90 per cent input of Arak heavy water complex is indigenous
Reactor to be ready in next three years Ready for cooperation with India in nuclear field
ARAK (Central Iran): Iranian engineers and scientists are proud of their first-ever indigenously built heavy water complex here. It can produce 16 tonnes of heavy water annually.
This correspondent was among a group of 14 Indians, which included academics, former diplomats and a scientist, that was given access to the Arak complex on Sunday.
It was the first time a foreign delegation entered the Arak complex after the heavy water plant was commissioned in August 2006. Two teams from the International Atomic Energy Agency (IAEA) have, however, visited the plant since August last.
The plant, which has come up at a place five km from Khondab city, is to supply heavy water for an under construction, 40-megawatt research reactor being built nearby. Officials say that the heavy water will be used to cool and moderate the nuclear reactor.
At a time when the U.S. and its allies in the West are putting unprecedented pressure on the Iranian Government over the nuclear issue, it's clear that the Iranians are forging ahead in their efforts to build an indigenous nuclear power capability.
The Arak complex, commissioned by President Mahmoud Ahmedinejad, has a 90 per cent indigenous input, Ali Hajinia, director of the facility, told the visiting delegation.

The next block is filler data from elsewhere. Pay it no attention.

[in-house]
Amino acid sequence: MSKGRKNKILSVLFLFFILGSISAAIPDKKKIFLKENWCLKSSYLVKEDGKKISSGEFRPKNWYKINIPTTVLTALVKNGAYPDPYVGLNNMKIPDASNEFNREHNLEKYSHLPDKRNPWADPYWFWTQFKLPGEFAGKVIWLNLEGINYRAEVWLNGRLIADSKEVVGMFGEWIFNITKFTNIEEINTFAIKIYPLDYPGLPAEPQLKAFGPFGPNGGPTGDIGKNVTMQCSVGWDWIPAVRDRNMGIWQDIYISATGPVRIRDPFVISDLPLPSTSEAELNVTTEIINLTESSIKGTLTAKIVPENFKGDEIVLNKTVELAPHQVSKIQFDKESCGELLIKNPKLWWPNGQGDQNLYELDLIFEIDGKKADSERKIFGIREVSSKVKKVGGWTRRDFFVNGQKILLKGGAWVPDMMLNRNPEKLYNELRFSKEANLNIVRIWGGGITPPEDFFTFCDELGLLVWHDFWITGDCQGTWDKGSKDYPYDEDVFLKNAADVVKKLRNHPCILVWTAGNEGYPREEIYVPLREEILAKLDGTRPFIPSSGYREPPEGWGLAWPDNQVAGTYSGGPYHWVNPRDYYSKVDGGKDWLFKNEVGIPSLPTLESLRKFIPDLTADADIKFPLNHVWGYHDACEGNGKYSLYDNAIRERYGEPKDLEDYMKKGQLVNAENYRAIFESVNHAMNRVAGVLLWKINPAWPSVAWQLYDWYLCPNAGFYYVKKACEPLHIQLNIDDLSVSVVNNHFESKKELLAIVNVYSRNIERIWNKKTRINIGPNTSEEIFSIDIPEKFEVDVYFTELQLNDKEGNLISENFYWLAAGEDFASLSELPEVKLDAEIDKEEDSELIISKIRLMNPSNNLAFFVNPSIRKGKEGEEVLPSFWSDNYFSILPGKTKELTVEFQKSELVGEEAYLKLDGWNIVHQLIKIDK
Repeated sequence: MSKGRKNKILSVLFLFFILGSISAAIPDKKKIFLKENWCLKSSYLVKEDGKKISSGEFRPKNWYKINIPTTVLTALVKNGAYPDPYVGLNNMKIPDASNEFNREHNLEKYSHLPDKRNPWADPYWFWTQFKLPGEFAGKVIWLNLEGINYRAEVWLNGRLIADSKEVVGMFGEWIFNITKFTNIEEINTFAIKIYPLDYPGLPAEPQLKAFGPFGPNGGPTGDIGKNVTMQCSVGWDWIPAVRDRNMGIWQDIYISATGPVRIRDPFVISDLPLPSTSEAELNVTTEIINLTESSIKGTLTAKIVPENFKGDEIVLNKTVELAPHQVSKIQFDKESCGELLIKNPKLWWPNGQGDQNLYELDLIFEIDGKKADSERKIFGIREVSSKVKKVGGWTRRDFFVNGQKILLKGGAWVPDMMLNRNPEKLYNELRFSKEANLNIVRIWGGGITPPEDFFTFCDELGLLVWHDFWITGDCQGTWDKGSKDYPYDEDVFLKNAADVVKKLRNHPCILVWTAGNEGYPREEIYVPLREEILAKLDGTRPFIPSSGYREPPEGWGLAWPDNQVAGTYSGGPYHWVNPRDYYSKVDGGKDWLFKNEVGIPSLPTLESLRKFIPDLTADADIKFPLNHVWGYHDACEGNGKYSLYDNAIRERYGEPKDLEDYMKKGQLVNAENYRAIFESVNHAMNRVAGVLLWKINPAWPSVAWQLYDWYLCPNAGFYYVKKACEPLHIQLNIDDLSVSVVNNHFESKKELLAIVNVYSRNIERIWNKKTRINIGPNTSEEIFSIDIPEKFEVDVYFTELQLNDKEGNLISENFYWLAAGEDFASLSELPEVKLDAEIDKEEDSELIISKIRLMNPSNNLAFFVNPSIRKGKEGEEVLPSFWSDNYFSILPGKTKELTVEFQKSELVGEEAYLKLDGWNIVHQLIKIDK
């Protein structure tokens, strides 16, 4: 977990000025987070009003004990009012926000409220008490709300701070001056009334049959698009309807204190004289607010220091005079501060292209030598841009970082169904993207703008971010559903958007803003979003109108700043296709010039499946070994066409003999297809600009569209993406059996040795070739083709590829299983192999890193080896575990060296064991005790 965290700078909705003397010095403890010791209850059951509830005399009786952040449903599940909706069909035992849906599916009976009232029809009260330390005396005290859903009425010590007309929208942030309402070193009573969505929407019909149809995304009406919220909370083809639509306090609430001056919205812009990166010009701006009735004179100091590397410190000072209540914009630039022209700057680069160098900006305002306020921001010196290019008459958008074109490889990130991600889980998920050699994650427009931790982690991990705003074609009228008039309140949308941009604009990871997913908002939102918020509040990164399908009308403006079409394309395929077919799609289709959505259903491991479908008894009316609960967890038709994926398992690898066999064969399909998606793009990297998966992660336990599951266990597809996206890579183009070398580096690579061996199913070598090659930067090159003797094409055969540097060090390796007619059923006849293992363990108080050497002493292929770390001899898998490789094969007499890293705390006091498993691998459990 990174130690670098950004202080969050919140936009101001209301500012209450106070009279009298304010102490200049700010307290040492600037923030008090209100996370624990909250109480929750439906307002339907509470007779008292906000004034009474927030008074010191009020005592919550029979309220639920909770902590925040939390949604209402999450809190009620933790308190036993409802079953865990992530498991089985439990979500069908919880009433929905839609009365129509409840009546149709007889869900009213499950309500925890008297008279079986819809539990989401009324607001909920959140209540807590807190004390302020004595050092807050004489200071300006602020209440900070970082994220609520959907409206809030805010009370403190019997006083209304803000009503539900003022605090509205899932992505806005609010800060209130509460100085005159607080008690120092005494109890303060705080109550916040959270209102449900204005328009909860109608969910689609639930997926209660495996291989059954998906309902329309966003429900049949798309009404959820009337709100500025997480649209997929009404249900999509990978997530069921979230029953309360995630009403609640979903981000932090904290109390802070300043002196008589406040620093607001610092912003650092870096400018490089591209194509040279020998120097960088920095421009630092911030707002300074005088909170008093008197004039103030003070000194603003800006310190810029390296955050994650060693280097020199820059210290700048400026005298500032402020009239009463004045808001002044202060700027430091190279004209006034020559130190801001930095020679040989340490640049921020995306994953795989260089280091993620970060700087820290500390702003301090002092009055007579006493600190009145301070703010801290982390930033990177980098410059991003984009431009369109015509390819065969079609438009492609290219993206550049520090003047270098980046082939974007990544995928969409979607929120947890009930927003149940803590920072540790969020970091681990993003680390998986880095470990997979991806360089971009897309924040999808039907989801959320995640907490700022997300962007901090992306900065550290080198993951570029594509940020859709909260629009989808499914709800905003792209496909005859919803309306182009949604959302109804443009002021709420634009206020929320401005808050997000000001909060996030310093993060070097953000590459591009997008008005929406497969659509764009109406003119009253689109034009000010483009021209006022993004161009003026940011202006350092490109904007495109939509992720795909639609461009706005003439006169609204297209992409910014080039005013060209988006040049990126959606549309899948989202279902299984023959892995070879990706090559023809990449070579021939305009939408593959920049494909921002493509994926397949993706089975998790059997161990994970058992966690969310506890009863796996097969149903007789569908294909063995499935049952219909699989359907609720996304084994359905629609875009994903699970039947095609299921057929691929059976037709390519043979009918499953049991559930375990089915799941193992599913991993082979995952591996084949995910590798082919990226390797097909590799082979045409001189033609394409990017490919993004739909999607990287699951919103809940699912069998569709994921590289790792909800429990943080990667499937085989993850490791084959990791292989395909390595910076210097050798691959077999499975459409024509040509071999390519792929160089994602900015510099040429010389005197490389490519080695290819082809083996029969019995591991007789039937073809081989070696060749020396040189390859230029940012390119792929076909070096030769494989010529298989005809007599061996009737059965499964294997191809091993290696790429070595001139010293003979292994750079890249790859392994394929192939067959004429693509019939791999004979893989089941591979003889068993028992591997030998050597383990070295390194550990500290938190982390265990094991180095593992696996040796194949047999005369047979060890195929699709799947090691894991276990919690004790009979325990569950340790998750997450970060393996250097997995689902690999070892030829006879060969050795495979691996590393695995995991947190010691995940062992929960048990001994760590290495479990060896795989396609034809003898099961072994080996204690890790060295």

As much as 90 per cent of the design and fabrication was done within Iran and only 10 per cent of help was sought from abroad. A feasibility study for the Arak complex began in 1997 and construction commenced soon after.
Mr. Hajinia said that heavy water production was akin to the processes used in the oil and petrochemical industry an area in which Iran possessed advanced technical expertise.
The director maintained that natural uranium, found in the Yazd province, would be used to fuel the research reactor. Though the reactor was being built separately, the idea was to have the reactor and the heavy water complex under one management, eventually. The reactor itself was likely to be ready in the next three years, Mr. Hajinia said.
On whether the Iranian side was interested in seeking Indian assistance in the civilian nuclear sector, Mr. Madadi, who took the delegation around the plant, replied in the affirmative.
Unfortunately, at present, there was no cooperation between India and Iran in the civilian nuclear sector. ``The situation will be better if we can get help from India,'' he maintained. ``We are ready to do [cooperate with India]."
According to Mr. Madadi, Iran was ready to shake hands with all countries that were willing to work with it in building up its civilian nuclear power sector.
As a signatory to the Nuclear Non-proliferation Treaty (NPT), Iran has the right to develop its civilian nuclear sector. Also, the five recognised nuclear States under the NPT the U.S., Russia, Britain, France and China - are committed to help this process under the treaty.